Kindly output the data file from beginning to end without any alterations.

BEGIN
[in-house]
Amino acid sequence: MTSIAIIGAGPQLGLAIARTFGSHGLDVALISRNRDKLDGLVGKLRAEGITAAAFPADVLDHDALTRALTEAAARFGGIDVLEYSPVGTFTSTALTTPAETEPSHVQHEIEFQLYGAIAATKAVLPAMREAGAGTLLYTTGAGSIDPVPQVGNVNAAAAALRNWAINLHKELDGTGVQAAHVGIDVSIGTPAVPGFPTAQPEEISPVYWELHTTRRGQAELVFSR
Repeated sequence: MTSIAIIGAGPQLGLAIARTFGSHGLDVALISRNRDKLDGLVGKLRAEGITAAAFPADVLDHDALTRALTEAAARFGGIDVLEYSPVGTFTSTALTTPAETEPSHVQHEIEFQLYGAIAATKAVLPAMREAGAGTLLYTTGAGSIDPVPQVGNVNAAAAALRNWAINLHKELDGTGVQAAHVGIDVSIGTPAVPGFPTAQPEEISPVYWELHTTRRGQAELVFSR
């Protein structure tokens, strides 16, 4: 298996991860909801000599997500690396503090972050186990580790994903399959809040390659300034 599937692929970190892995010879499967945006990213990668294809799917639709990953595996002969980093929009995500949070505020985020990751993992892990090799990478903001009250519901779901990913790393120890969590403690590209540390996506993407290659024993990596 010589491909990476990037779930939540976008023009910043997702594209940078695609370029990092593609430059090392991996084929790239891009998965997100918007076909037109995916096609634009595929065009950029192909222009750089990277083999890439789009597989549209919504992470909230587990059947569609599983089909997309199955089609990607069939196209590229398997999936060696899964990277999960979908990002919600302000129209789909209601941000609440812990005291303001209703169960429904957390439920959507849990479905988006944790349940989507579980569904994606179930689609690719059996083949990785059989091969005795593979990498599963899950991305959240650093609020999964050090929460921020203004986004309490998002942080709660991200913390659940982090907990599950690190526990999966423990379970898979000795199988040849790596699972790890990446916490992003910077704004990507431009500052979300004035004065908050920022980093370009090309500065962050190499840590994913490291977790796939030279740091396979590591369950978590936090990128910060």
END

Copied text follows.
[in-house]
Amino acid sequence: MTSIAIIGAGPQLGLAIARTFGSHGLDVALISRNRDKLDGLVGKLRAEGITAAAFPADVLDHDALTRALTEAAARFGGIDVLEYSPVGTFTSTALTTPAETEPSHVQHEIEFQLYGAIAATKAVLPAMREAGAGTLLYTTGAGSIDPVPQVGNVNAAAAALRNWAINLHKELDGTGVQAAHVGIDVSIGTPAVPGFPTAQPEEISPVYWELHTTRRGQAELVFSR
Repeated sequence: MTSIAIIGAGPQLGLAIARTFGSHGLDVALISRNRDKLDGLVGKLRAEGITAAAFPADVLDHDALTRALTEAAARFGGIDVLEYSPVGTFTSTALTTPAETEPSHVQHEIEFQLYGAIAATKAVLPAMREAGAGTLLYTTGAGSIDPVPQVGNVNAAAAALRNWAINLHKELDGTGVQAAHVGIDVSIGTPAVPGFPTAQPEEISPVYWELHTTRRGQAELVFSR
């Protein structure tokens, strides 16, 4: 298996991860909801000599997500690396503090972050186990580790994903399959809040390659300034 599937692929970190892995010879499967945006990213990668294809799917639709990953595996002969980093929009995500949070505020985020990751993992892990090799990478903001009250519901779901990913790393120890969590403690590209540390996506993407290659024993990596 010589491909990476990037779930939540976008023009910043997702594209940078695609370029990092593609430059090392991996084929790239891009998965997100918007076909037109995916096609634009595929065009950029192909222009750089990277083999890439789009597989549209919504992470909230587990059947569609599983089909997309199955089609990607069939196209590229398997999936060696899964990277999960979908990002919600302000129209789909209601941000609440812990005291303001209703169960429904957390439920959507849990479905988006944790349940989507579980569904994606179930689609690719059996083949990785059989091969005795593979990498599963899950991305959240650093609020999964050090929460921020203004986004309490998002942080709660991200913390659940982090907990599950690190526990999966423990379970898979000795199988040849790596699972790890990446916490992003910077704004990507431009500052979300004035004065908050920022980093370009090309500065962050190499840590994913490291977790796939030279740091396979590591369950978590936090990128910060």